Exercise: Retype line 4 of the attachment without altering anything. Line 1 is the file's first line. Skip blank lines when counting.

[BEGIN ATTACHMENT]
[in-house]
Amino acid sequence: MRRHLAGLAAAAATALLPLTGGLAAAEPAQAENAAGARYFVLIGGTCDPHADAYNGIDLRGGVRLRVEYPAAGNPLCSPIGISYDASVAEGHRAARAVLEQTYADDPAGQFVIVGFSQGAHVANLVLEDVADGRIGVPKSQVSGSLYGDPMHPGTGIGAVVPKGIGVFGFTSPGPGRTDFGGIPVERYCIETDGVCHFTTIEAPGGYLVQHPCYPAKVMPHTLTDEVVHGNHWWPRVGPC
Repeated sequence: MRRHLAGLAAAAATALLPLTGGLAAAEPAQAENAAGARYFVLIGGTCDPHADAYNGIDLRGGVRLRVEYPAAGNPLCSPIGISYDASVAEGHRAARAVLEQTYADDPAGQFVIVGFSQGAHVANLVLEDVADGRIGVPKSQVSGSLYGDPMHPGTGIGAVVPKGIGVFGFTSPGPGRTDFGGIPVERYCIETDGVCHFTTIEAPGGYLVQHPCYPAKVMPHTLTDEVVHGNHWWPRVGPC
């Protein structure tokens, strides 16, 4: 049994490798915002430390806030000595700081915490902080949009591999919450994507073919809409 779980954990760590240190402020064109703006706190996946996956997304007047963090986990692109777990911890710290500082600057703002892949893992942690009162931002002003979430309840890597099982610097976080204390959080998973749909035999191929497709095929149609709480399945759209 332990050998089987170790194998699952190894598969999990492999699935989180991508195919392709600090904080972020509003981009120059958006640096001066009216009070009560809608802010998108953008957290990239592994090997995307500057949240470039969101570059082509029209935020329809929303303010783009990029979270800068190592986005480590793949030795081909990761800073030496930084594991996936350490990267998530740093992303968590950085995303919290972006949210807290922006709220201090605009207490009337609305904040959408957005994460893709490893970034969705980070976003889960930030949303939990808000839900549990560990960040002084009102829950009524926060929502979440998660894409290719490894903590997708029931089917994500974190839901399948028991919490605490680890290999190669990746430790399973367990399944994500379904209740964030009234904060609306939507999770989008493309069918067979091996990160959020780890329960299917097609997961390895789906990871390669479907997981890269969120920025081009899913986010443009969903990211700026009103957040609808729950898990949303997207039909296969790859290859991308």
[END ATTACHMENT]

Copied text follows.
């Protein structure tokens, strides 16, 4: 049994490798915002430390806030000595700081915490902080949009591999919450994507073919809409 779980954990760590240190402020064109703006706190996946996956997304007047963090986990692109777990911890710290500082600057703002892949893992942690009162931002002003979430309840890597099982610097976080204390959080998973749909035999191929497709095929149609709480399945759209 332990050998089987170790194998699952190894598969999990492999699935989180991508195919392709600090904080972020509003981009120059958006640096001066009216009070009560809608802010998108953008957290990239592994090997995307500057949240470039969101570059082509029209935020329809929303303010783009990029979270800068190592986005480590793949030795081909990761800073030496930084594991996936350490990267998530740093992303968590950085995303919290972006949210807290922006709220201090605009207490009337609305904040959408957005994460893709490893970034969705980070976003889960930030949303939990808000839900549990560990960040002084009102829950009524926060929502979440998660894409290719490894903590997708029931089917994500974190839901399948028991919490605490680890290999190669990746430790399973367990399944994500379904209740964030009234904060609306939507999770989008493309069918067979091996990160959020780890329960299917097609997961390895789906990871390669479907997981890269969120920025081009899913986010443009969903990211700026009103957040609808729950898990949303997207039909296969790859290859991308």